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Comment: Re:Yet more English learning (Score 1) 147

I did say 'relatively minor'. I'm thinking of an Indian language with about 50m speakers and a written history as long as English. The culture of India being as it is, everything you can find is geared to learning English. Yes, there are TV shows and all sorts of stuff on Youtube, but I was thinking about reasonably sophisticated learning material. Still, if the main market is oddities like me who are mainly interested in understanding some 300 year old poetry, I suppose we have to work for it.

Comment: Yet more English learning (Score 2, Insightful) 147

Never mind English, there are lots of paths to learning it in most countries. Not so the other way. How about a scheme for those of us who want to learn some other, relatively minor language, where it is difficult to even find basic texts outside its native country?

Comment: Re:Obligatory (Score 1) 310

So let me get this straight, it's perfectly OK to kill people with drones as long as they're not American citizens?

It seems so, and if the government accepts that American citizens cannot be so killed, then, well, there will be some method to remove their citizenship and then they can be killed. And then all will be as it was before; or perhaps a bit worse.

Comment: Re:Aiming and targeting? (Score 1) 630

by AxeTheMax (#46706939) Attached to: Navy Debuts New Railgun That Launches Shells at Mach 7
They'll target them the same way the USAF targeted the Vietcong with B52 bombers. Fire them in the general direction of the other side, and hope some hit their targets. Doesn't really matter if they hit lots of civilians instead, there's a well established formula to get away with it - have some evidence (or even just claims) that in the right conditions it might catch some combatants.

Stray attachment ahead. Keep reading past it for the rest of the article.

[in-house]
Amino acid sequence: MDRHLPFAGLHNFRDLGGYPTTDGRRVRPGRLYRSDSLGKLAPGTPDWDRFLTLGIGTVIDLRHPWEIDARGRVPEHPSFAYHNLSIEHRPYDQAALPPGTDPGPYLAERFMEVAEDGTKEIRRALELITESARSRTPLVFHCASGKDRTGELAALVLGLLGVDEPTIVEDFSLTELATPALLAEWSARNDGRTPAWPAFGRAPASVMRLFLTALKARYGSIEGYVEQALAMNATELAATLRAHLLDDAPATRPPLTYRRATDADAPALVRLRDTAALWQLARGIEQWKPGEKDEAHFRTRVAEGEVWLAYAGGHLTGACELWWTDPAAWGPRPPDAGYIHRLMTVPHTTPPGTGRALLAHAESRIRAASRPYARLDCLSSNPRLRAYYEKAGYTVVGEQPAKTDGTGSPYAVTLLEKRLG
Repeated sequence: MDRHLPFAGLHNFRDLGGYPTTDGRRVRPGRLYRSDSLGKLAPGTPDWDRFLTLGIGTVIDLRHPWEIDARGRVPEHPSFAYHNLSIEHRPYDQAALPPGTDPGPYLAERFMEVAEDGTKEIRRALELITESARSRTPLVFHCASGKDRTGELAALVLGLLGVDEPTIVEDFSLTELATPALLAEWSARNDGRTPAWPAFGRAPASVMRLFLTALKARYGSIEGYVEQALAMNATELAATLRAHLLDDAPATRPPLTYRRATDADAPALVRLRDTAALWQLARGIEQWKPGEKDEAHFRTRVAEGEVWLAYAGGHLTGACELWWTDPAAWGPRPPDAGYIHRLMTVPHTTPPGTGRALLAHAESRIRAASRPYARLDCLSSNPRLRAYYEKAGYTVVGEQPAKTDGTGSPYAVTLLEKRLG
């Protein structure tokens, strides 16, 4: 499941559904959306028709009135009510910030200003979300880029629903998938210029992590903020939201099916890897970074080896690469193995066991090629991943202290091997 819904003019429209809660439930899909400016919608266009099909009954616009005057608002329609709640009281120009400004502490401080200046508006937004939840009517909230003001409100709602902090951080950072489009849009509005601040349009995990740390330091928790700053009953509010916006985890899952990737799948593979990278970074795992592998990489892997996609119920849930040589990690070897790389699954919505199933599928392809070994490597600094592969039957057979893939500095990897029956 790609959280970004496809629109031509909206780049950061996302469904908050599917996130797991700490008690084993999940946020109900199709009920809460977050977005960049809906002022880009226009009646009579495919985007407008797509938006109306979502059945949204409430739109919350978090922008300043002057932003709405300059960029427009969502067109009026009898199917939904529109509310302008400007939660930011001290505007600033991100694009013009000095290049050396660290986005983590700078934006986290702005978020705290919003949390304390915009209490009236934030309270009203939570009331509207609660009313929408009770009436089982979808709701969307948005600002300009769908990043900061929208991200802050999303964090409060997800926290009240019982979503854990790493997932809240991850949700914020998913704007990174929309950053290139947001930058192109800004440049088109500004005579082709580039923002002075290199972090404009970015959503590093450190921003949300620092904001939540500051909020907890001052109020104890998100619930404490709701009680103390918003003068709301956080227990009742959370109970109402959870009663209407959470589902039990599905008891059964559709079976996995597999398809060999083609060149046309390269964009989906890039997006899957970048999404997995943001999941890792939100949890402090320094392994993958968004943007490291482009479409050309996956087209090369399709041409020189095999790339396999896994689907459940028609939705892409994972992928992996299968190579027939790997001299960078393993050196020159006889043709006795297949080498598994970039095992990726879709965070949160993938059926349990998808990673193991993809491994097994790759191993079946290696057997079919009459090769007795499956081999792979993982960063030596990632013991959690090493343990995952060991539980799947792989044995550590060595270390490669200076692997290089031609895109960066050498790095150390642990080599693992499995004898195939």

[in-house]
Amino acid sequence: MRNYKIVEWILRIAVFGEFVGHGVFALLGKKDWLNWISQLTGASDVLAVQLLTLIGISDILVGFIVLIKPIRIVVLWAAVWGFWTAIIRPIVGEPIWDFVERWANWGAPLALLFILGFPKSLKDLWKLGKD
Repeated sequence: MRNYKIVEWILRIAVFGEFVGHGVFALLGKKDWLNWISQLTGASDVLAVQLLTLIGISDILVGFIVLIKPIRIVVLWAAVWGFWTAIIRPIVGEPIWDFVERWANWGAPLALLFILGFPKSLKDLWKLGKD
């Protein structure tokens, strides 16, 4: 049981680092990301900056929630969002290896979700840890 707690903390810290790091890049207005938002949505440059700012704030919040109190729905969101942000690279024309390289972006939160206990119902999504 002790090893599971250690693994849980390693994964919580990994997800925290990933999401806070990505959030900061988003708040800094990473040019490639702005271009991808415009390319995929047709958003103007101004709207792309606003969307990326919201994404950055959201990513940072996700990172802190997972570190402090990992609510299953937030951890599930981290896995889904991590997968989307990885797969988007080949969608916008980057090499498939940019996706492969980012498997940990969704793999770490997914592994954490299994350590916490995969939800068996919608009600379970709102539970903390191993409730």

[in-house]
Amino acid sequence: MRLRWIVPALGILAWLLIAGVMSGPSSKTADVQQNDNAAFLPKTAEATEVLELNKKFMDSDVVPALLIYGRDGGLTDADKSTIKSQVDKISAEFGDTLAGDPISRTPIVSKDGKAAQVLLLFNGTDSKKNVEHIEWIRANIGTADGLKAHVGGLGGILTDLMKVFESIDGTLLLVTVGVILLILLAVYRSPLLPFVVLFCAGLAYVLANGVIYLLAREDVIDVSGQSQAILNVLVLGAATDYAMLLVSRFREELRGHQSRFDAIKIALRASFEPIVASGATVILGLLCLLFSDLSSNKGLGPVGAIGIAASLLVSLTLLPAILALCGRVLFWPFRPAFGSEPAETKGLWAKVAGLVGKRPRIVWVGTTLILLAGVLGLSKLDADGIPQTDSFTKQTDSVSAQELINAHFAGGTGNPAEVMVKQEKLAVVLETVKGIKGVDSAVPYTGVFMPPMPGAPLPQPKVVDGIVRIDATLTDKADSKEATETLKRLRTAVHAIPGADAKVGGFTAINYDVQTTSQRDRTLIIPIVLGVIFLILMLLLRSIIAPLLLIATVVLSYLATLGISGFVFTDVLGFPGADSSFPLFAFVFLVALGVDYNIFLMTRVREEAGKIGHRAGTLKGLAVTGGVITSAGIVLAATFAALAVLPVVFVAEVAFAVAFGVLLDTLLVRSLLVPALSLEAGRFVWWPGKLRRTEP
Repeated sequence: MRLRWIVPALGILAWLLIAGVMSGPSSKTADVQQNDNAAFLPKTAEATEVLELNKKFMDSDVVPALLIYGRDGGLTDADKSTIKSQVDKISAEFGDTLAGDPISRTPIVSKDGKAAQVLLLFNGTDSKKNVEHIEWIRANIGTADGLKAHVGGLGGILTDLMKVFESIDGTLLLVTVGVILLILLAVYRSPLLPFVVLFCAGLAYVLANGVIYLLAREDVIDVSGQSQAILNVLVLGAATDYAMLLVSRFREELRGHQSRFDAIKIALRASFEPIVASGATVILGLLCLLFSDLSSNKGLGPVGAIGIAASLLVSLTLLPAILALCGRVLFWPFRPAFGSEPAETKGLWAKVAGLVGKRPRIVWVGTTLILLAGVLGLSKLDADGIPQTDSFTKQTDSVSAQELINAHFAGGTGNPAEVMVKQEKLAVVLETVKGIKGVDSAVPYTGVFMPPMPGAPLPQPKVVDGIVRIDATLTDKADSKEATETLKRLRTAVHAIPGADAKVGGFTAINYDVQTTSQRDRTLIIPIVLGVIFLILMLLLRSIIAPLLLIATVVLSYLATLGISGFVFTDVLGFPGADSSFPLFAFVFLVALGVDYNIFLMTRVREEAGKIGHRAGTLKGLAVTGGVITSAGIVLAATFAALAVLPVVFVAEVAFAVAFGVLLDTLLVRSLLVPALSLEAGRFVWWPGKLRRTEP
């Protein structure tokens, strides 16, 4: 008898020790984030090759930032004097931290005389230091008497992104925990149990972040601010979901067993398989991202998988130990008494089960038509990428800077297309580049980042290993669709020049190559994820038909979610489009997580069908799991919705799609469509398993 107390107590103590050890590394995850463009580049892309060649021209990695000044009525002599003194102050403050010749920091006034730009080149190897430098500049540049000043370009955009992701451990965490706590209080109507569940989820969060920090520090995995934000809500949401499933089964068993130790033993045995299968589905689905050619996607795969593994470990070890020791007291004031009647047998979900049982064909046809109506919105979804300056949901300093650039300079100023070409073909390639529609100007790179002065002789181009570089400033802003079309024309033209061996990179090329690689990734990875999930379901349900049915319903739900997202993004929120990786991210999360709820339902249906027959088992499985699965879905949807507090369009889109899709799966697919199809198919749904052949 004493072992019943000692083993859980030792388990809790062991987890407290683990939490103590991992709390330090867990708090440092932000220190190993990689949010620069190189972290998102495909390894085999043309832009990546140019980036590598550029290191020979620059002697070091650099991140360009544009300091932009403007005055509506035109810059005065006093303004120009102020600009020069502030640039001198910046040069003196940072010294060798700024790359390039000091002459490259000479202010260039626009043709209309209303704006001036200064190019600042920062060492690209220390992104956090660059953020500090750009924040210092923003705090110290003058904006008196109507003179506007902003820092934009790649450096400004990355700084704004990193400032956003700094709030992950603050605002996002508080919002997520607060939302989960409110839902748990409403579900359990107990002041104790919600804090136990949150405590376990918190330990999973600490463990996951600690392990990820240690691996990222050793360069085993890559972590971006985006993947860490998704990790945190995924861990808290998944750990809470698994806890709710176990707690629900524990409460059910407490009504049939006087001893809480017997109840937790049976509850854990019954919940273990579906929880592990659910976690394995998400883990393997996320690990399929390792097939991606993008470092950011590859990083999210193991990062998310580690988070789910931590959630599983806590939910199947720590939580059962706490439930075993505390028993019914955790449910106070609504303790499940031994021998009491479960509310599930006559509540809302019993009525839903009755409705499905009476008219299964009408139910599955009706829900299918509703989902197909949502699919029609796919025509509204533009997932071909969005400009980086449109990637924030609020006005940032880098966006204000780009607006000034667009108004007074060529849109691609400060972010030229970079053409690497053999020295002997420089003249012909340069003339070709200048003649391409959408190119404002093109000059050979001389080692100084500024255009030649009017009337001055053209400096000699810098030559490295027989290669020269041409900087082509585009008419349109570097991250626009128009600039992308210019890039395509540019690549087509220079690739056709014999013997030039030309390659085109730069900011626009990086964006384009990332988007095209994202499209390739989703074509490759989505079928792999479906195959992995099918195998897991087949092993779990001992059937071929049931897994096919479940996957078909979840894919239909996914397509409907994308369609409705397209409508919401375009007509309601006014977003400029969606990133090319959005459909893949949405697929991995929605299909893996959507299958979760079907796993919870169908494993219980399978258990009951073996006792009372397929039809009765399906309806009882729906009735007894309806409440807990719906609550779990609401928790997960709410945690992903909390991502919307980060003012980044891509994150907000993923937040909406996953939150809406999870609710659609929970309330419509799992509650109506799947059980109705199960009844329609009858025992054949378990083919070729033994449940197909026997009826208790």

Comment: Re: Great Firewall of China is bad enough ... (Score 1) 270

by AxeTheMax (#46043781) Attached to: Great Firewall of UK Blocks Game Patch Because of Substring Matches
Yes. The Ordinary Man Party in Delhi just came to power and promptly tried to do what the ordinary man in a mob does. In this case try to get the police to carry out an illegal raid based on Ordinary Man prejudices (http://www.bbc.co.uk/news/world-asia-india-25855490 )

Comment: Fibre etc.? (Score 5, Interesting) 543

by AxeTheMax (#46043747) Attached to: 20,000 Customers Have Pre-Ordered Over $2,000,000 of Soylent
From the article

I poop a lot less

That should be something to worry about. What I've read doesn't say much about fibre, but our digestive systems have developed not only to deal with directly useful food to absorb, but also to process such 'indigestibles', and to deal with all the variation we get in a normal diet. Without this work there is every likelihood that long term harm to the guts will result. We already know that this happens to factory farmed animals fed on processed food rather than their normal diet.

Comment: Re:Speaking of advocates (Score 1) 406

by AxeTheMax (#45611675) Attached to: Why Engineers Must Consider the Ethical Implications of Their Work

. He wants to judge each discovery as "good" or "bad", then reward or punish the engineers, scientists, and the craftsmen for whatever results.

Sad as it is, I prefer the world we have, in which men and woman exercise free will.

https://www.youtube.com/watch?v=YpCASVFyQoE

Engineers do not 'discover', that is done by scientists, in the true sense and some other groups of thinkers. Engineers are one of the classes of people who use a known technology to a predictable outcome (others are the craftsmen that you refer to, among others). Engineers design, in the way a house builder may design a brick structure. As such they should be held accountable for the ethical consequences of what they do. Like everyone else should be. You exercise free will, you are also free to suffer the consequences. You seem to want free will without the consequences.

The generation of random numbers is too important to be left to chance.

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